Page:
Insulin pumps deliver rapid- or short-acting insulin 24 hours a day through a catheter placed under the skin. Your insulin doses are separated into three doses: basal, bolus, and correction.
Basal insulin is delivered continuously over 24 hours, and keeps your blood glucose levels in range between meals and overnight. Often, you program different amounts of insulin at different times of the day and night.
When you eat, you use buttons on the insulin pump to give additional insulin called a bolus. You take a bolus to cover the carbohydrate in each meal or snack. If you eat more than you planned, you can simply program a larger bolus of insulin to cover it.
You also take a bolus to treat high blood glucose levels. If you have high blood glucose levels before you eat, you give a correction or supplemental bolus of insulin to bring it back to your target range.
(Source: American Diabetes Association)
Continuous Glucose Monitors (CGMs)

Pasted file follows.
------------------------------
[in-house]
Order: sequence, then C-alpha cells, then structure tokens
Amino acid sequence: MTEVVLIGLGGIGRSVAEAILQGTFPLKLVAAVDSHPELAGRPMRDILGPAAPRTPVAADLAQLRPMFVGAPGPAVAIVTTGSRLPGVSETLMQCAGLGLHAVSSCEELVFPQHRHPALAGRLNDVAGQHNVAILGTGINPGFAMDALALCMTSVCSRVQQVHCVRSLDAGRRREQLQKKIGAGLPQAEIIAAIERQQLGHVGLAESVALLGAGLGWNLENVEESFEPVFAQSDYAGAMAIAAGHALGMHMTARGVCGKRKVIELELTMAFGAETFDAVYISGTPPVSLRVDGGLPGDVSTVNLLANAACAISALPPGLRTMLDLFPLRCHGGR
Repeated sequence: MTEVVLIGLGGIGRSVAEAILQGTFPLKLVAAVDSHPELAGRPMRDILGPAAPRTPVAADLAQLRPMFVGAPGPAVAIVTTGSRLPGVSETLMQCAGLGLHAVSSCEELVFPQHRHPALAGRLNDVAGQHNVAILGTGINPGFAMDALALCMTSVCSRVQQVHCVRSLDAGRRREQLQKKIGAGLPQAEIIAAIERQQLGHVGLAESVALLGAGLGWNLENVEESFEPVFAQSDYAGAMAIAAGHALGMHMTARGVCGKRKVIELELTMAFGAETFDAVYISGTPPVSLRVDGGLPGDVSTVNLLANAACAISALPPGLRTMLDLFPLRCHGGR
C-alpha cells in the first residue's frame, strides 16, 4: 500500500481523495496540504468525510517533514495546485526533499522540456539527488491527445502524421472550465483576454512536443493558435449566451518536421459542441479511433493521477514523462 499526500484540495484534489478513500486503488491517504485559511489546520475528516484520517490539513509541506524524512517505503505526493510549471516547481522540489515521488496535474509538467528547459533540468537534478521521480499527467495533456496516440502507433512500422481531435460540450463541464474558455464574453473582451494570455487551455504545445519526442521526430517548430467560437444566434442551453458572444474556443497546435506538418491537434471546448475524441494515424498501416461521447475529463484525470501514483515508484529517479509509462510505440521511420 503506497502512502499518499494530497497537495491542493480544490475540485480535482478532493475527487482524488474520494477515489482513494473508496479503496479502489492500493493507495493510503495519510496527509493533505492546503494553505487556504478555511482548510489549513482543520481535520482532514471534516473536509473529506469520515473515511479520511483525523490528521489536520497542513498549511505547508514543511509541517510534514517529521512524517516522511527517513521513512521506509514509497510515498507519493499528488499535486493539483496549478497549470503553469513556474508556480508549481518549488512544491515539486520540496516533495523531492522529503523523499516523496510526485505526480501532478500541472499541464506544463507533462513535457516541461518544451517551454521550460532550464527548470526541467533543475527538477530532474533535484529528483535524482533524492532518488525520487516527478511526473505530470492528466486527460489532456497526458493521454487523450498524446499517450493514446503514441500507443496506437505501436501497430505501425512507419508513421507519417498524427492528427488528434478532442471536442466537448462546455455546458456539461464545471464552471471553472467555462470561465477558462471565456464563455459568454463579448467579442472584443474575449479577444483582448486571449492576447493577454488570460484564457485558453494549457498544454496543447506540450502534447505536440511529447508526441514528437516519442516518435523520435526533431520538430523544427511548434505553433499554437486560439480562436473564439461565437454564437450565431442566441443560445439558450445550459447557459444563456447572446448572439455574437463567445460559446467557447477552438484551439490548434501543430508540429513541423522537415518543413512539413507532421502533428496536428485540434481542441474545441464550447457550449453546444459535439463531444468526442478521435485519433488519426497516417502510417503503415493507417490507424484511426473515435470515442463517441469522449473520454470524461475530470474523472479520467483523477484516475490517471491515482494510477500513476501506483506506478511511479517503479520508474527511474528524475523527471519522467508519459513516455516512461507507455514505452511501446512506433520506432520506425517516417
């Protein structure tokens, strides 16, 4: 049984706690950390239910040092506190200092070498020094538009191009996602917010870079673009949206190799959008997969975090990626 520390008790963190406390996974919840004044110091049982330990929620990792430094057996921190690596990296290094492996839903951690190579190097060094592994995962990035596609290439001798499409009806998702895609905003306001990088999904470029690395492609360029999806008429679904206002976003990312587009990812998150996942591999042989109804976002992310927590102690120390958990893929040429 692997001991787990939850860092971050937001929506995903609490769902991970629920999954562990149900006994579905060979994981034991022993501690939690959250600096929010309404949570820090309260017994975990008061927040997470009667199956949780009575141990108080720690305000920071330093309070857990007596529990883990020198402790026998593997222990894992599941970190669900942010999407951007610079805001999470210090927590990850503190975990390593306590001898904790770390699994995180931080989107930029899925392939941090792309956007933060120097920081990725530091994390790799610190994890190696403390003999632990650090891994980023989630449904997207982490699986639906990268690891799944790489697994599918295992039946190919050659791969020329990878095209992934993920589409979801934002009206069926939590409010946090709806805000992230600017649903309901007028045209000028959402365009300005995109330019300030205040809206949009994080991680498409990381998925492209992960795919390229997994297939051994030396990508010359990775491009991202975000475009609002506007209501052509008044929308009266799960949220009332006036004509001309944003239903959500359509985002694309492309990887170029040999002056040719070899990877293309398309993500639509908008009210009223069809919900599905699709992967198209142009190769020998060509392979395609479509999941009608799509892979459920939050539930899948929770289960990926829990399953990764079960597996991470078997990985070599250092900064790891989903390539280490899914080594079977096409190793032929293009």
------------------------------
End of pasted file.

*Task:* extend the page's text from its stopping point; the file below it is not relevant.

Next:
A CGM is a small wearable device that tracks your glucose throughout the day and night, notifying you of highs and lows so you can take control of your blood sugar levels.
The continuous glucose monitor automatically checks your blood sugar every 5 minutes and displays your “numbers” on a screen. It also features a convenient application that is accessible to iPhone and Android users..
Please note that the Freestyle Libre sensor is a little bit different due to the fact that it will not alert you when you are high or low. You use the handheld reader to scan the sensor to check sugars.
The CGM consists of three parts:
- wireless display device (or receiver) – has a screen where you can check your current glucose level, look at past data over a span of 24 hours, and get trends about whether glucose is likely to go up or down, and how fast.
- transmitter – is the small piece that fits onto the sensor and sends glucose information data wirelessly to your display device.
- sensor – is inserted just underneath the skin, is thinner than a needle and roughly half an inch long. The sensor remains in the skin for several days, detecting glucose information.
(Source: Beyond Type 1)